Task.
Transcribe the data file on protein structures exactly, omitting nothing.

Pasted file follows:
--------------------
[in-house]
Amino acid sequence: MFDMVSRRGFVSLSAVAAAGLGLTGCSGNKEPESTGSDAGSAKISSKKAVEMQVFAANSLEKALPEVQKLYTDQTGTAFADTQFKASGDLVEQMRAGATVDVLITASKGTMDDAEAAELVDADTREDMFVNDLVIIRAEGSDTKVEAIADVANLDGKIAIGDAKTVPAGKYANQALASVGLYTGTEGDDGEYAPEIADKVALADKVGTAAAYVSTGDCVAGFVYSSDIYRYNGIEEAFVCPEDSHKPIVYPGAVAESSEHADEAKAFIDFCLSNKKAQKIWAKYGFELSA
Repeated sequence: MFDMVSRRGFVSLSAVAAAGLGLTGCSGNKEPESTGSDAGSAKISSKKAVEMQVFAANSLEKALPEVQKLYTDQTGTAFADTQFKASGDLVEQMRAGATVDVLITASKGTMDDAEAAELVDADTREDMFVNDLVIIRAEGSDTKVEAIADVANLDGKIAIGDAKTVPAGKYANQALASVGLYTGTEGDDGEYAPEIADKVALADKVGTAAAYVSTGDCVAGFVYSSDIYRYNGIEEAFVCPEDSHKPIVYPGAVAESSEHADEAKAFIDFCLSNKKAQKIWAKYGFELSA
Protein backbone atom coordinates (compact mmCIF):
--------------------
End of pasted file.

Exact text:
[in-house]
Amino acid sequence: MFDMVSRRGFVSLSAVAAAGLGLTGCSGNKEPESTGSDAGSAKISSKKAVEMQVFAANSLEKALPEVQKLYTDQTGTAFADTQFKASGDLVEQMRAGATVDVLITASKGTMDDAEAAELVDADTREDMFVNDLVIIRAEGSDTKVEAIADVANLDGKIAIGDAKTVPAGKYANQALASVGLYTGTEGDDGEYAPEIADKVALADKVGTAAAYVSTGDCVAGFVYSSDIYRYNGIEEAFVCPEDSHKPIVYPGAVAESSEHADEAKAFIDFCLSNKKAQKIWAKYGFELSA
Repeated sequence: MFDMVSRRGFVSLSAVAAAGLGLTGCSGNKEPESTGSDAGSAKISSKKAVEMQVFAANSLEKALPEVQKLYTDQTGTAFADTQFKASGDLVEQMRAGATVDVLITASKGTMDDAEAAELVDADTREDMFVNDLVIIRAEGSDTKVEAIADVANLDGKIAIGDAKTVPAGKYANQALASVGLYTGTEGDDGEYAPEIADKVALADKVGTAAAYVSTGDCVAGFVYSSDIYRYNGIEEAFVCPEDSHKPIVYPGAVAESSEHADEAKAFIDFCLSNKKAQKIWAKYGFELSA
Protein backbone atom coordinates (compact mmCIF):